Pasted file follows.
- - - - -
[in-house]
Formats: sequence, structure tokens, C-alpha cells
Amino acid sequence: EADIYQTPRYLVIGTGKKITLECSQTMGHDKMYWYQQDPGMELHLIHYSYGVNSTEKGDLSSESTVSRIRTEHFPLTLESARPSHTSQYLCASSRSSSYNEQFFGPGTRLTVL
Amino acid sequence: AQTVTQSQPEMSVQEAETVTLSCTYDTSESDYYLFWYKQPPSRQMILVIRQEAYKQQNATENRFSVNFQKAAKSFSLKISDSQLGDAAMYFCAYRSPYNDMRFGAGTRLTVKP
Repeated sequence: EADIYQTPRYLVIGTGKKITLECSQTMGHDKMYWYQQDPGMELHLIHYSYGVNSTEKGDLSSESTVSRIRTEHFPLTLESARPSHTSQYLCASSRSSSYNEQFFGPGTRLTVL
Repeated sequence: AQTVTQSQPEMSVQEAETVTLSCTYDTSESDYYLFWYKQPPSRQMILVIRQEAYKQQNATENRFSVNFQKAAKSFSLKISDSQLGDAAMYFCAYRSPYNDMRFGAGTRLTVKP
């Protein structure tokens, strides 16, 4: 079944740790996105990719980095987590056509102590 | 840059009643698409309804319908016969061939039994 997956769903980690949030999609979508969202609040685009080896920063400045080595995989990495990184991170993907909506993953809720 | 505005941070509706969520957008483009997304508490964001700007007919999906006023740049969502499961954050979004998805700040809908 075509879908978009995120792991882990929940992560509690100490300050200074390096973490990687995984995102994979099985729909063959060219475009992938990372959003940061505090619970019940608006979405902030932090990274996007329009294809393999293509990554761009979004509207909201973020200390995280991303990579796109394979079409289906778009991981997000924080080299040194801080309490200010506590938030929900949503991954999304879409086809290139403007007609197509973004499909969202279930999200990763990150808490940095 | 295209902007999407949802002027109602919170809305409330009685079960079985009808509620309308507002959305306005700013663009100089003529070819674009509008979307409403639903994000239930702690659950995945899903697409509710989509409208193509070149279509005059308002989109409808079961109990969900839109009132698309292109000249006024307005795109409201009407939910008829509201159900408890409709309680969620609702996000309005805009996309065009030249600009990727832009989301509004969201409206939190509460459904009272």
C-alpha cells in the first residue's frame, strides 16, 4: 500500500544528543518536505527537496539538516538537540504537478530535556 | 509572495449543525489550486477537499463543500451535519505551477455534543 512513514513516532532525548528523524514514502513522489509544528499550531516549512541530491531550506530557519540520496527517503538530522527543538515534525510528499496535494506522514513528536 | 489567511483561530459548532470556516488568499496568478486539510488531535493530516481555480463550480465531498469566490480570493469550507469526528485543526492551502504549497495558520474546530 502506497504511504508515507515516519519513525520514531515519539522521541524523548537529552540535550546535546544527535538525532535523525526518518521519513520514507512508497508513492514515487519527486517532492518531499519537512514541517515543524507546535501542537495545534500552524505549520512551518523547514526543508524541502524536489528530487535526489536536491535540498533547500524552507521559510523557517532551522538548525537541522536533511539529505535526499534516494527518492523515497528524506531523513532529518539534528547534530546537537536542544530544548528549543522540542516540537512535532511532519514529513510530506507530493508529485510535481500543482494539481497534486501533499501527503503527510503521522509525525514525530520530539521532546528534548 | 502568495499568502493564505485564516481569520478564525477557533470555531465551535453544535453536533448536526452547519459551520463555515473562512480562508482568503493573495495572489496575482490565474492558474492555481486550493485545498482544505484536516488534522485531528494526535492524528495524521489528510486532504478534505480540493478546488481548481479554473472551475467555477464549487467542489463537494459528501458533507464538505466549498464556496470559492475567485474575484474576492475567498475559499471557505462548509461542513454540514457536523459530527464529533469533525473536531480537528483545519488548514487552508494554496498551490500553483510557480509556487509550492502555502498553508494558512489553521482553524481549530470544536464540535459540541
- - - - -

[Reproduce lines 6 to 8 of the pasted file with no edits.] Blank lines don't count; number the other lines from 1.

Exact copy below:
Repeated sequence: AQTVTQSQPEMSVQEAETVTLSCTYDTSESDYYLFWYKQPPSRQMILVIRQEAYKQQNATENRFSVNFQKAAKSFSLKISDSQLGDAAMYFCAYRSPYNDMRFGAGTRLTVKP
């Protein structure tokens, strides 16, 4: 079944740790996105990719980095987590056509102590 | 840059009643698409309804319908016969061939039994 997956769903980690949030999609979508969202609040685009080896920063400045080595995989990495990184991170993907909506993953809720 | 505005941070509706969520957008483009997304508490964001700007007919999906006023740049969502499961954050979004998805700040809908 075509879908978009995120792991882990929940992560509690100490300050200074390096973490990687995984995102994979099985729909063959060219475009992938990372959003940061505090619970019940608006979405902030932090990274996007329009294809393999293509990554761009979004509207909201973020200390995280991303990579796109394979079409289906778009991981997000924080080299040194801080309490200010506590938030929900949503991954999304879409086809290139403007007609197509973004499909969202279930999200990763990150808490940095 | 295209902007999407949802002027109602919170809305409330009685079960079985009808509620309308507002959305306005700013663009100089003529070819674009509008979307409403639903994000239930702690659950995945899903697409509710989509409208193509070149279509005059308002989109409808079961109990969900839109009132698309292109000249006024307005795109409201009407939910008829509201159900408890409709309680969620609702996000309005805009996309065009030249600009990727832009989301509004969201409206939190509460459904009272």
C-alpha cells in the first residue's frame, strides 16, 4: 500500500544528543518536505527537496539538516538537540504537478530535556 | 509572495449543525489550486477537499463543500451535519505551477455534543 512513514513516532532525548528523524514514502513522489509544528499550531516549512541530491531550506530557519540520496527517503538530522527543538515534525510528499496535494506522514513528536 | 489567511483561530459548532470556516488568499496568478486539510488531535493530516481555480463550480465531498469566490480570493469550507469526528485543526492551502504549497495558520474546530 502506497504511504508515507515516519519513525520514531515519539522521541524523548537529552540535550546535546544527535538525532535523525526518518521519513520514507512508497508513492514515487519527486517532492518531499519537512514541517515543524507546535501542537495545534500552524505549520512551518523547514526543508524541502524536489528530487535526489536536491535540498533547500524552507521559510523557517532551522538548525537541522536533511539529505535526499534516494527518492523515497528524506531523513532529518539534528547534530546537537536542544530544548528549543522540542516540537512535532511532519514529513510530506507530493508529485510535481500543482494539481497534486501533499501527503503527510503521522509525525514525530520530539521532546528534548 | 502568495499568502493564505485564516481569520478564525477557533470555531465551535453544535453536533448536526452547519459551520463555515473562512480562508482568503493573495495572489496575482490565474492558474492555481486550493485545498482544505484536516488534522485531528494526535492524528495524521489528510486532504478534505480540493478546488481548481479554473472551475467555477464549487467542489463537494459528501458533507464538505466549498464556496470559492475567485474575484474576492475567498475559499471557505462548509461542513454540514457536523459530527464529533469533525473536531480537528483545519488548514487552508494554496498551490500553483510557480509556487509550492502555502498553508494558512489553521482553524481549530470544536464540535459540541